How seaweed extracts prolong food shelf life and decrease food waste.

Food waste has a larger impact on the environment than most would expect. Consider all the steps involved in getting food to your plate. Food needs to be grown, processed, packaged, transported, and marketed before it’s finally sold. At each step food can be wasted and every time this happens all of the resources that went into each of those steps are wasted too. Think of the water used to grow the crop. Packaging and transporting food take water, too. When you waste food, all that water also goes to waste. This can be equivalent to 45 trillion gallons (170 trillion litres) of water per year. But food waste also contributes heavily to the emission of greenhouse gases. Food that is thrown out often goes to landfills. As it rots in the landfill, it produces a greenhouse gas called methane.

Food can be wasted long before we are thinking of throwing out food on our plate or in our fridge. As we continue to experience a domino effect of logistical issues around the world, we are now seeing complications around fruit exports, affecting not only the marketing of fruit, but creating food waste issues before the product even hits shelves. Issues with customs processes or shipping delays due to redirected ships that are diverted from the war in Ukraine are all piling up. Above average travel time is affecting the condition of the fruit, with recent estimates of 10% of fruit being completely lost with time of arrival at destination markets being extended from 14 to 35 days.

The antioxidant effects of seaweed extracts

n recent years, the use of seaweed extracts in crop production has grown due to its technological and ecological benefits. These products are currently used in integrated crop programs for their beneficial effects such as improved plant tolerance to environmental stressors, as well as improved crop growth and development. But a little-known fact is the impact these products have on protecting fruit and vegetables against oxidation and thus prolonging their shelf life.Chart showing food degradation after 15 days from untreated food and treated food with Acadian seaweed extract applications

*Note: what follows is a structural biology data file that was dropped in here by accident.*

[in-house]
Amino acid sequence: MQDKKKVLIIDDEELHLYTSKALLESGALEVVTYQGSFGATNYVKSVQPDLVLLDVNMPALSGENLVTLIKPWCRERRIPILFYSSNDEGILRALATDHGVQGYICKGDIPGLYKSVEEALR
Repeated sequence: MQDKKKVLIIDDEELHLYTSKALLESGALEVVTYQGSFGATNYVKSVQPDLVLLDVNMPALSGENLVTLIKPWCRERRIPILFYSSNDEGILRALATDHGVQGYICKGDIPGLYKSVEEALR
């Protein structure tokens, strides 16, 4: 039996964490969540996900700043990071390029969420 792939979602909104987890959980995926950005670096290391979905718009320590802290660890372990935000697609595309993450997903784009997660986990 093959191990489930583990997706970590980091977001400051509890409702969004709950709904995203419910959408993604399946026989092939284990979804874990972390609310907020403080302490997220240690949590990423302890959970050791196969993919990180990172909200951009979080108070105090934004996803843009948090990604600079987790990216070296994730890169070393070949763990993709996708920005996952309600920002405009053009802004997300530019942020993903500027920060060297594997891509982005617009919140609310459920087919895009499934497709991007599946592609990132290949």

Research findings have shown crops demonstrated higher antioxidant activity when Acadian Plant Health’s Ascophyllum nodosum product was applied, with the cellular membrane protected and the integrity of the membrane structure improved. “Ultimately, stimulation of antioxidants can result in longer shelf life for fruits and vegetables by destroying oxidizing compounds before they are allowed to proliferate within the plant system to induce cell membrane breakdown. Our research found the shelf life of seaweed treated spinach, lettuce, grapes, strawberries, blueberries, and nectarines to be significantly longer than control groups when measured as fruit degradation over several weeks,” says Dr. Holly Little, Director of Research and Development at Acadian Plant Health™.

“Our data showed we were able to reduce food degradation by approximately 10% by day 15. This could make up for the current 10% loss exporters are experiencing with delays to destination markets”, say Dr. Little. This saves on transport costs, but more importantly, ensures that fruit makes it to market, and ultimately sold.

Over and above longer shelf life, the effects of the extracts were also noted on nutritional quality with higher concentrations of iron, potassium, total soluble protein and total phenolics in spinach treated with Ascophyllum nodosum compared to untreated controls. Adding to the marketable quality of these exports.

Slowing down the oxidation process and extending shelf life can effectively reduce food waste and seaweed extracts play a fundamental role in this area.  With less food loss and waste, we could reduce food in landfills, reduce greenhouse emissions and inevitably climate change effects as well.

Want to learn more about seaweed extracts and their antioxidant effects? Read about our innovations here or contact us with any questions.

 

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